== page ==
40 years ago a senior planner Richard Gray said of the Fremantle Prison complex: “The whole Establishment will in time be the most important and interesting feature of the City”. Unfortunately, 22 years ago the Member for Fremantle Jim McGinty excised the cottages from the prison and sold them all to the Department of Housing. Here we are in 2013, with the 15 Henderson Street ones empty, boarded up, and derelict.
The National Trust did a due diligence report which recommended:
a) $6 million is needed immediately for restoration works.
b) Future ownership should be directly associated with the Fremantle Prison.
c) All the cottages should have a single ownership and be used for accommodation.
Fremantle Council have now been given the cottages on the basis that the mayor said they
had $6 million to do them up.
This could be a good news story, with the mayor trying to do the right thing. But, the question is, based on Council’s poor track record looking after its own properties, will the right decisions be made about these important cottages and will the National Trust report be closely followed? Council cannot even paint its own flag poles, too often goes way over budget, and when it does authorise heritage projects, they take years longer than they should. It took Council officers three years to light one building- the Moores building, on a budget of $50,000.
The significance of the cottages is amplified because they are terrace housing, not individual cottages, and as such are amongst the earliest surviving terrace houses in Australia. The oldest terrace housing in Melbourne for example is said to be the 1853-4 Glass Terrace.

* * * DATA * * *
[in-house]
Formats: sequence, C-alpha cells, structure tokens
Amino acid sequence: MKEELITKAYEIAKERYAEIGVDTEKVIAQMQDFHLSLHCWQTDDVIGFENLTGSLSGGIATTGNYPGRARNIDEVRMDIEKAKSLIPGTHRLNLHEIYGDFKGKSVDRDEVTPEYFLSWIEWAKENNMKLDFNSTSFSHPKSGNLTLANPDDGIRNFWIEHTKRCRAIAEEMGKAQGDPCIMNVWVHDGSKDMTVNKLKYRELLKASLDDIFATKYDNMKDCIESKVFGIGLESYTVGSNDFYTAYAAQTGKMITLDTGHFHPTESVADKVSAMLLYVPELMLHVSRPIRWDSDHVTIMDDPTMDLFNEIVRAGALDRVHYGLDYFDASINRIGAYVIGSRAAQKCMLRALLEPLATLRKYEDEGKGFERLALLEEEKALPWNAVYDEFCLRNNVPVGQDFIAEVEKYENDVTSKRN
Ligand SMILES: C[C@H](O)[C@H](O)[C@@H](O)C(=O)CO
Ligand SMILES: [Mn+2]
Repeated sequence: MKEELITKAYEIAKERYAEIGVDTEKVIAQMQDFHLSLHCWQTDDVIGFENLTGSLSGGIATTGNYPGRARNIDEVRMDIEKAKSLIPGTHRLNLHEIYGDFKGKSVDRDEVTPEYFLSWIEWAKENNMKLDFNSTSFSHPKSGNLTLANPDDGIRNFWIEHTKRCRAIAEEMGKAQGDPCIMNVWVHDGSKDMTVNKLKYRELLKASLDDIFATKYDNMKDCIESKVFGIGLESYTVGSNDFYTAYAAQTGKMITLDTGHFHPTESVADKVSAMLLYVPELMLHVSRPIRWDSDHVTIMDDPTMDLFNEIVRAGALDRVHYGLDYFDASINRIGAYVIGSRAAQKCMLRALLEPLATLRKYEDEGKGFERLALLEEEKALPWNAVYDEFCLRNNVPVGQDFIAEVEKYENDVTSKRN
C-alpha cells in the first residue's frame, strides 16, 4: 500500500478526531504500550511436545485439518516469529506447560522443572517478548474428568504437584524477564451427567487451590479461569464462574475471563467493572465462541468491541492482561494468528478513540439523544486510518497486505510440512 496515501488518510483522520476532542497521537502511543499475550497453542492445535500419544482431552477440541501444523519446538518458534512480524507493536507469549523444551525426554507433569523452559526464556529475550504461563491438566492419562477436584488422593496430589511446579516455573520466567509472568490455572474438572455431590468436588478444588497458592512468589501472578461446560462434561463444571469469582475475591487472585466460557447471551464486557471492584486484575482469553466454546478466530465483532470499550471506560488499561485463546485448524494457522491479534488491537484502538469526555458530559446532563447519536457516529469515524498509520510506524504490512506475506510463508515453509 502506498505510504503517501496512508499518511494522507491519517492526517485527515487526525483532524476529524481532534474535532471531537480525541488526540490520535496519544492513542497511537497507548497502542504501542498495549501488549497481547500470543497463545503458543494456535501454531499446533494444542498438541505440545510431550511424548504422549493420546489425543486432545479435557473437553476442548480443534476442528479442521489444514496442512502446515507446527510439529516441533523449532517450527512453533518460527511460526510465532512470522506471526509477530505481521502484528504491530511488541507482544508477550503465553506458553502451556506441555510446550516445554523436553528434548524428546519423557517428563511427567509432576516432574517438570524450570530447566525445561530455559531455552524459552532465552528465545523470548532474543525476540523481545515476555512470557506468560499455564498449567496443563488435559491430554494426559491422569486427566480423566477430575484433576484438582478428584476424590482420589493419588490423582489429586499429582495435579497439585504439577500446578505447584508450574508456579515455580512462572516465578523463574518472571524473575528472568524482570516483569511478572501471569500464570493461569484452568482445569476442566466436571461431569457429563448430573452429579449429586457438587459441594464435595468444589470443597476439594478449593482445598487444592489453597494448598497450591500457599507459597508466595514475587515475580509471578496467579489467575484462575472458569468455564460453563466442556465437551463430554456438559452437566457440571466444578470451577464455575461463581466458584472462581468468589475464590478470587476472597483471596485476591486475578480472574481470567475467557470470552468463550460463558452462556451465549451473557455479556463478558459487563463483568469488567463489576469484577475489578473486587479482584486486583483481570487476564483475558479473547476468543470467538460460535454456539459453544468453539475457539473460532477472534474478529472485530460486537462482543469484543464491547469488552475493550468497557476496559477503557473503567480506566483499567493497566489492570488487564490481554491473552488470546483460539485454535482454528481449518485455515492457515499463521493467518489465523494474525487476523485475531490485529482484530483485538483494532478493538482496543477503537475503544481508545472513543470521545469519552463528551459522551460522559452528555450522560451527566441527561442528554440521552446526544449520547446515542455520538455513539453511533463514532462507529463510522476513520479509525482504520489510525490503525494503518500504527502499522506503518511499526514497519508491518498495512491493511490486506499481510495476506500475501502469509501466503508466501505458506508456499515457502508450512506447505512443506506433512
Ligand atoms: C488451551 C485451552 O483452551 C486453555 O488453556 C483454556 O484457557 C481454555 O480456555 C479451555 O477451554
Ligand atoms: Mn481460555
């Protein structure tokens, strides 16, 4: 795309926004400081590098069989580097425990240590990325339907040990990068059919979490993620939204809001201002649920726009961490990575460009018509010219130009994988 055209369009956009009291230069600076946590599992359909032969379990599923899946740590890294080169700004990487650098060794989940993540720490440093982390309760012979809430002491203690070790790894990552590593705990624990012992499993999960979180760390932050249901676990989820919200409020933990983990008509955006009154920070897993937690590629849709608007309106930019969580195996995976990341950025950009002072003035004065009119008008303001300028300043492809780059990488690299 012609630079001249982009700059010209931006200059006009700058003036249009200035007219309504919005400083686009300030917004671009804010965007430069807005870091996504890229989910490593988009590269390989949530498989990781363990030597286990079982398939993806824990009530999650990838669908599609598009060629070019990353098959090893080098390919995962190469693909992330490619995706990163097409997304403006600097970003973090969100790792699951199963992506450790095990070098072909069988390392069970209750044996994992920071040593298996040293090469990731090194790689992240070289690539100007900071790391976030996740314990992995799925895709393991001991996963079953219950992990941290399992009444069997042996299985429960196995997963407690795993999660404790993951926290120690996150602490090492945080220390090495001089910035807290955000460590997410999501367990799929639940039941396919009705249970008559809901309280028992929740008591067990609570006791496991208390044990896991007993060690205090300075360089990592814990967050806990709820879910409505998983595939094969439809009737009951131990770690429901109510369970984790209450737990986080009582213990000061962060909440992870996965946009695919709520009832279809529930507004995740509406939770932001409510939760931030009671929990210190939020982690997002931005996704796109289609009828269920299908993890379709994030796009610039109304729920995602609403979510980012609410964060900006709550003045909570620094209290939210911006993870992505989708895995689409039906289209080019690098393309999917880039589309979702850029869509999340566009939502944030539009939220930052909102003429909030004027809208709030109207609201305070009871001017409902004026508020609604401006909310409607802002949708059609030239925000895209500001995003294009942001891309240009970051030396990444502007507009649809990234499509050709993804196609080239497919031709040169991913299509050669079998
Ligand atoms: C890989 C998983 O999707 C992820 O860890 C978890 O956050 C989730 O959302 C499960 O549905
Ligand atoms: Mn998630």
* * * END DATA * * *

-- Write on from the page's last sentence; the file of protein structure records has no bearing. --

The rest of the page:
The first six residences (19-29 Henderson Street) were built in 1851, with all 15 completed by 1858. They are therefore of national significance for their age, let alone their long association with the prison, itself now the only built place in Western Australia on the World Heritage list.
The three blocks of terrace housing fronting Henderson Street were the first buildings erected by the Convict Establishment. Urgently needed, they were built without permission from
The $6 million needed for restoration is not a figure required in the distant future. It is the cost of doing them up properly now as one major project. Because of their frugal layout and construction, they will not meet building codes required for public or low cost or long term housing without irreparable damage being done inside and out.
Fremantle Prison should be fighting to get these buildings back, but they aren’t, even though the cottages are the gateway to the prison, and exist in the prison’s World Heritage buffer zone. Questions need to be asked at the highest level as to why a World Heritage property like the Prison is so lacking in interest. After all, the cottages were run by the prison for 140 years.
Questions also need to be asked about the Department of Housing’s failure to maintain heritage properties in their care. Does heritage listing mean nothing? What other heritage properties are they neglecting?
There is $6 million worth of neglect to be addressed. Why on earth does the mayor of Fremantle think that the ratepayers of Fremantle should have to foot the total bill because a government department has failed to do its job?
The cottages are too important to be left empty for arsonists to do what was done to the
National Hotel. Sensitive restoration will provide Fremantle with prime inner city location
accommodation of great character- 160 year old cottages half a century older than the rest of gold rush Fremantle. What a gold mine!
A public meeting on this and other issues will be held on Tuesday 23 April at 7pm at Tannock Hall, University of Notre Dame, Cliff Street, Fremantle.
16th April, 2013
by John Dowson
(former Deputy Mayor and former President of the Fremantle Society, and author of four books on Fremantle)
tel (61 8) 9335 2113